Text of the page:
Wednesday, 23 September 2015

JULIA CHILD'S KITCHEN AT THE SMITHSONIAN: REVISITED

GREATEST HITS

BY: HAYLEY MAE JONES

Welcome to Greatest Hits! Greatest Hits articles look at blog posts from the Musings' archives, with the objective of resurrecting interesting posts from the past. This week, Brittney Sproule's article really got me thinking...

Brittney Sproule was lucky enough to have been able to visit the exhibit Bon Appétit: Julia Child's Kitchen at the Smithsonian. I am lucky enough to be able to live vicariously through her Musings blog post.

Sproule wrote about the famous cook Julia Child, a woman that I had come to admire through the slightly cheesy 2009 film: Julie & Julia.


Film choices aside, I was shocked to learn that the Smithsonian exhibit was an exact model of Julia Child's kitchen. Visitors could walk through the exhibit, just as Julia Child would have walked through her own kitchen. In addition, images of the kitchen were placed online, for everyone to see. All I could think of was: "that's brave." I don't know if I would want a room from my house to be displayed for the world to see, especially considering the fact that I have a terrible habit of forgetting where I put things. Seriously: I can have multiple cups of water scattered around the house and not even realize it. If my house was replicated for a museum, I am pretty sure they would think I was the girl from the movie Signs, who used water cups to fight aliens.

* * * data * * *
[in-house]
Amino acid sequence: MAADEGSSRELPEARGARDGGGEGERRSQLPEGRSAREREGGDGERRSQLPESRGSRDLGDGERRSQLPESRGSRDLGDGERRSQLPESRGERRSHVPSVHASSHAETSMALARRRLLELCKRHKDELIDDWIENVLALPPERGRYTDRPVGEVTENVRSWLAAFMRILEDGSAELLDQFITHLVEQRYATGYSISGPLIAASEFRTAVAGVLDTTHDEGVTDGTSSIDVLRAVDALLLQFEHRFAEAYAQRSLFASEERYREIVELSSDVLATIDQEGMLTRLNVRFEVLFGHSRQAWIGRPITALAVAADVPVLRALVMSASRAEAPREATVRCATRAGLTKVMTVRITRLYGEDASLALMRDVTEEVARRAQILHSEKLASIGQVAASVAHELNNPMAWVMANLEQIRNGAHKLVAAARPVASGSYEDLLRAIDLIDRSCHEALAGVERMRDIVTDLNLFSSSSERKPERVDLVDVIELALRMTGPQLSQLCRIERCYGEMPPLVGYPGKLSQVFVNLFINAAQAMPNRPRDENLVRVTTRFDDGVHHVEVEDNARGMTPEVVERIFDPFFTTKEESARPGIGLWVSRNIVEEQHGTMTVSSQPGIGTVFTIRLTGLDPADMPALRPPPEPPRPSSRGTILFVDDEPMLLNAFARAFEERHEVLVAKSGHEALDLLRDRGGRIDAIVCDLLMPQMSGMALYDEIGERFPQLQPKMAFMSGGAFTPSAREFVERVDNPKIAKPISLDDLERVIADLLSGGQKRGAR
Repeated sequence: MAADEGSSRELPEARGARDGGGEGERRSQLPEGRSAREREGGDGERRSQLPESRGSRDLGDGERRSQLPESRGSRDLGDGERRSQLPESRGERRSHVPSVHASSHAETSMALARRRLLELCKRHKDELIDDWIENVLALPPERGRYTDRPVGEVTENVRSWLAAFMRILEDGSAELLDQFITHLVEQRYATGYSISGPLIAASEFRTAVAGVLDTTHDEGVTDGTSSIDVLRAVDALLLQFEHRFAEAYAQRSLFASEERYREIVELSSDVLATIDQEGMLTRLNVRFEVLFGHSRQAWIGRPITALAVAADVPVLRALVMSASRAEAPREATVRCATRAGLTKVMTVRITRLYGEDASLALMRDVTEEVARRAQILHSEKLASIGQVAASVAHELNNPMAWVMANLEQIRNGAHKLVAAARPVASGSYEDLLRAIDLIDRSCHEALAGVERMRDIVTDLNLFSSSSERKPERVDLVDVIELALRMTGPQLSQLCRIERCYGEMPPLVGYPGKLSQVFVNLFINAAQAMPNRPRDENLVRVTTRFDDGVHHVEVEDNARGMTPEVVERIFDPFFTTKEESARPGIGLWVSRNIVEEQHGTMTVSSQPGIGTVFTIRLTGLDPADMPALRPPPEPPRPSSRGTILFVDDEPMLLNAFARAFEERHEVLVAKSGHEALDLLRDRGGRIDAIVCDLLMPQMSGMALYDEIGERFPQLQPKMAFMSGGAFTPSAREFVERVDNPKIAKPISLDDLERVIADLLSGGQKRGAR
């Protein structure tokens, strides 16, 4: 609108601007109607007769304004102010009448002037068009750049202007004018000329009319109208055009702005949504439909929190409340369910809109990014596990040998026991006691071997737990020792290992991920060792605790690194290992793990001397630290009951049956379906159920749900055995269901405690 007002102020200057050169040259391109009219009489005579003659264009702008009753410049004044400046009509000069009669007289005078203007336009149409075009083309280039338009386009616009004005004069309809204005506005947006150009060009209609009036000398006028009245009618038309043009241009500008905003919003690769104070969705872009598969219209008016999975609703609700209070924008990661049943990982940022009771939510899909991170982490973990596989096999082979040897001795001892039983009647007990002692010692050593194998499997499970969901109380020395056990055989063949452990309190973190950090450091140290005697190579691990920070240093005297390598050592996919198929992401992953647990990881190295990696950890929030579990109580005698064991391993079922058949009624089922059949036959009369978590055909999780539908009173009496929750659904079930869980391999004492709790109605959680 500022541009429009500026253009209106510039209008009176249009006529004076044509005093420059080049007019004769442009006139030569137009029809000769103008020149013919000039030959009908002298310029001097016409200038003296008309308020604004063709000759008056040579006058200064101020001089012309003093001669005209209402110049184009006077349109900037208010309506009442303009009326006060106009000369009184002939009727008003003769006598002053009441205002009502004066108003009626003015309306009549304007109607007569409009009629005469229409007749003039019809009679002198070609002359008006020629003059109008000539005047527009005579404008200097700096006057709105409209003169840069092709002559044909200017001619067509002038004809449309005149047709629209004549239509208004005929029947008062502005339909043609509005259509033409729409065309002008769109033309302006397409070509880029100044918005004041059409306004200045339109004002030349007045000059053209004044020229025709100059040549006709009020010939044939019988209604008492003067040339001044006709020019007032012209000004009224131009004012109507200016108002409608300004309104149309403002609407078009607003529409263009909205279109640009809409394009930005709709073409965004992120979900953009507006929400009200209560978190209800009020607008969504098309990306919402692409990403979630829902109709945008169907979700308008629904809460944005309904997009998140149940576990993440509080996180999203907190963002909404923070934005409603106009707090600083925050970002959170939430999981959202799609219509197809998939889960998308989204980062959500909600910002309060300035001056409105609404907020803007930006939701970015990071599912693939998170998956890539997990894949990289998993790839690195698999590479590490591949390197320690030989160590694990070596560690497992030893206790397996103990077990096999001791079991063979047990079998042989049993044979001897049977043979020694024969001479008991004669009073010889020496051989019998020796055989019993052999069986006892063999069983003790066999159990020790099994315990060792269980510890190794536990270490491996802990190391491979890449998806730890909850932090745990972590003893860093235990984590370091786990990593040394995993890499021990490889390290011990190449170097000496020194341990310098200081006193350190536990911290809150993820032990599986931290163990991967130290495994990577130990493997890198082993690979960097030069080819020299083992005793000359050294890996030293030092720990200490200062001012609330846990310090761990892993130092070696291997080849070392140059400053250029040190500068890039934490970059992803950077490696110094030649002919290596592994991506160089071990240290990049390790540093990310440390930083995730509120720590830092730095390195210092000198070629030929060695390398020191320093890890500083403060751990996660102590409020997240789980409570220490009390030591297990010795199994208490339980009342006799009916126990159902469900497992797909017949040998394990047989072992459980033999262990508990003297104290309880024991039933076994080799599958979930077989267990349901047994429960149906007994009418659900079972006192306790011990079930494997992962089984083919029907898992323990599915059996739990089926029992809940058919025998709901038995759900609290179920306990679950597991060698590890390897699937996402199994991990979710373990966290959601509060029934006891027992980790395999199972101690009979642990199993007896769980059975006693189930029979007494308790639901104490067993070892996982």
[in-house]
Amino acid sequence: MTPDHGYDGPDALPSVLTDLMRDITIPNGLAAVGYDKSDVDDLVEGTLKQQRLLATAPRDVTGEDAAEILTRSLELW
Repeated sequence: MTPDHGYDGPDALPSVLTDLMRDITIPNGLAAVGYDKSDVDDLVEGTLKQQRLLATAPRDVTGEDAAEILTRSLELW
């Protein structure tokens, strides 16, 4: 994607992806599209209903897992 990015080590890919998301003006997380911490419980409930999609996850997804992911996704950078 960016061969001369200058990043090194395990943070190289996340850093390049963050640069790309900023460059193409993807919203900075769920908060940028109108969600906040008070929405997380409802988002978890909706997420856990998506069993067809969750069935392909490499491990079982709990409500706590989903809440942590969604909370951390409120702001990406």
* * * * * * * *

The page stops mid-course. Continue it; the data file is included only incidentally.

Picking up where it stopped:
(Source)

Am I alone in this one? Would you want a room in your house to be on display for all to see? Or do you prefer to keep the home private?

2 comments:

  1. Great first post Hayley! This makes me think of a recreated room at the Museum of History based on a Cornelius Krieghoff painting called 'An Officers Room '. It also makes me think of the Crazy Kitchen at the Museum of science and technology. Walking through a recreated room is an excellent way to feel a connection with someone, especially one who touched so many lives. In Eisenach, Germany, people can visit Martin Luther's room in the Wartburg castle. In that context add well as those who go to see Julia Child's recreated kitchen , going is a sort of pilgrimage. Does that make the kitchen a shrine, or an art installation, or an exhibit, or all three, or more?
    Also, do you know if the space uses smell or audio for a more in-depth experience?

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    1. Hi Stephanie! You raise some awesome questions and examples of rooms being used as an exhibit! I have been to the Ottawa Science and Technology Museum but I wasn't brave enough to go into the Crazy Kitchen exhibit! I am not sure if Bon Appétit: Julia Child's Kitchen at the Smithsonian used smells, but there were audio and video components in the exhibition. Thanks for commenting!

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